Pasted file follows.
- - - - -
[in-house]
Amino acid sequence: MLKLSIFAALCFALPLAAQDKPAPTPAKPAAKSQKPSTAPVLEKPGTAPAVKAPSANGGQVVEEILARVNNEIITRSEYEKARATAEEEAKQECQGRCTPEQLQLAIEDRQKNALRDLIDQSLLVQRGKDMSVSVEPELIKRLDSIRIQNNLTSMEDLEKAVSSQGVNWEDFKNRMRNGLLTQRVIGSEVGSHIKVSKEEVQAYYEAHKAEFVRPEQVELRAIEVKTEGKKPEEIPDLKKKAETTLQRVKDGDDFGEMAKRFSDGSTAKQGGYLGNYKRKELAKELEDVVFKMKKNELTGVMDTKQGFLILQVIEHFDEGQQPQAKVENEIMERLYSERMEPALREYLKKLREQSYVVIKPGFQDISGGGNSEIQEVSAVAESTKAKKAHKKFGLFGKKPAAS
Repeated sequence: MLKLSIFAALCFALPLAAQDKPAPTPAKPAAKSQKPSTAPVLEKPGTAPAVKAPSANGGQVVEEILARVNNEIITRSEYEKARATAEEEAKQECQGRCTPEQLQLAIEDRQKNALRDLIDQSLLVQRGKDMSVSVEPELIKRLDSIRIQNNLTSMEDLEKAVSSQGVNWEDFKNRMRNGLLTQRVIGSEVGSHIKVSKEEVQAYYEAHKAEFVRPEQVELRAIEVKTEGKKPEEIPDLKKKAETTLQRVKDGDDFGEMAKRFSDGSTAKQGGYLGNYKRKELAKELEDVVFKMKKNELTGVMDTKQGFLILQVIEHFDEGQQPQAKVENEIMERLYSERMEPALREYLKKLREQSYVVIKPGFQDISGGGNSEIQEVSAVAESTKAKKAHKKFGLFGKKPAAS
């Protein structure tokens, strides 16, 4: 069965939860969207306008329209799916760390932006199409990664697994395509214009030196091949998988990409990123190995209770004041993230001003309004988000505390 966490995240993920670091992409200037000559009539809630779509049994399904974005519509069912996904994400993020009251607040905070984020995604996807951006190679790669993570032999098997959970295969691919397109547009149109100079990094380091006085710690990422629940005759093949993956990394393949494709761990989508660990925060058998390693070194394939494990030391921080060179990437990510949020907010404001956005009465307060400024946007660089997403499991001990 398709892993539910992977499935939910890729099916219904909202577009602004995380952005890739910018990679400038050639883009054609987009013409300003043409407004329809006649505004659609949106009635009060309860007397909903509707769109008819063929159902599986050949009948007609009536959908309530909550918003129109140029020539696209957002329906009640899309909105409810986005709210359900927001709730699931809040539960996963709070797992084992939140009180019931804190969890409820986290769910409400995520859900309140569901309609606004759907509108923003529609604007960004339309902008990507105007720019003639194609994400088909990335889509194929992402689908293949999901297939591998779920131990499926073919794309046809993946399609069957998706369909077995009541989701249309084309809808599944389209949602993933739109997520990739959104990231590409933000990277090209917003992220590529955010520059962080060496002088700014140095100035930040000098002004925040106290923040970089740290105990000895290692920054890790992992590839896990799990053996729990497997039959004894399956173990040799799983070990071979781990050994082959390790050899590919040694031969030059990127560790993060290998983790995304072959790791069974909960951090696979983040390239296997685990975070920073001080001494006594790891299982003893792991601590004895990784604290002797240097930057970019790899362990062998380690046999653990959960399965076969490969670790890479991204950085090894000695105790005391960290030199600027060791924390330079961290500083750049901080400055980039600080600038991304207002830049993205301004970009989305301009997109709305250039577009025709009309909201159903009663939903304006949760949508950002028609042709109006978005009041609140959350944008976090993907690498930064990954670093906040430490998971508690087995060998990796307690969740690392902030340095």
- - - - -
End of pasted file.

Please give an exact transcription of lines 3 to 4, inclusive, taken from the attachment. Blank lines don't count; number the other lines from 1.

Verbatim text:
Repeated sequence: MLKLSIFAALCFALPLAAQDKPAPTPAKPAAKSQKPSTAPVLEKPGTAPAVKAPSANGGQVVEEILARVNNEIITRSEYEKARATAEEEAKQECQGRCTPEQLQLAIEDRQKNALRDLIDQSLLVQRGKDMSVSVEPELIKRLDSIRIQNNLTSMEDLEKAVSSQGVNWEDFKNRMRNGLLTQRVIGSEVGSHIKVSKEEVQAYYEAHKAEFVRPEQVELRAIEVKTEGKKPEEIPDLKKKAETTLQRVKDGDDFGEMAKRFSDGSTAKQGGYLGNYKRKELAKELEDVVFKMKKNELTGVMDTKQGFLILQVIEHFDEGQQPQAKVENEIMERLYSERMEPALREYLKKLREQSYVVIKPGFQDISGGGNSEIQEVSAVAESTKAKKAHKKFGLFGKKPAAS
């Protein structure tokens, strides 16, 4: 069965939860969207306008329209799916760390932006199409990664697994395509214009030196091949998988990409990123190995209770004041993230001003309004988000505390 966490995240993920670091992409200037000559009539809630779509049994399904974005519509069912996904994400993020009251607040905070984020995604996807951006190679790669993570032999098997959970295969691919397109547009149109100079990094380091006085710690990422629940005759093949993956990394393949494709761990989508660990925060058998390693070194394939494990030391921080060179990437990510949020907010404001956005009465307060400024946007660089997403499991001990 398709892993539910992977499935939910890729099916219904909202577009602004995380952005890739910018990679400038050639883009054609987009013409300003043409407004329809006649505004659609949106009635009060309860007397909903509707769109008819063929159902599986050949009948007609009536959908309530909550918003129109140029020539696209957002329906009640899309909105409810986005709210359900927001709730699931809040539960996963709070797992084992939140009180019931804190969890409820986290769910409400995520859900309140569901309609606004759907509108923003529609604007960004339309902008990507105007720019003639194609994400088909990335889509194929992402689908293949999901297939591998779920131990499926073919794309046809993946399609069957998706369909077995009541989701249309084309809808599944389209949602993933739109997520990739959104990231590409933000990277090209917003992220590529955010520059962080060496002088700014140095100035930040000098002004925040106290923040970089740290105990000895290692920054890790992992590839896990799990053996729990497997039959004894399956173990040799799983070990071979781990050994082959390790050899590919040694031969030059990127560790993060290998983790995304072959790791069974909960951090696979983040390239296997685990975070920073001080001494006594790891299982003893792991601590004895990784604290002797240097930057970019790899362990062998380690046999653990959960399965076969490969670790890479991204950085090894000695105790005391960290030199600027060791924390330079961290500083750049901080400055980039600080600038991304207002830049993205301004970009989305301009997109709305250039577009025709009309909201159903009663939903304006949760949508950002028609042709109006978005009041609140959350944008976090993907690498930064990954670093906040430490998971508690087995060998990796307690969740690392902030340095």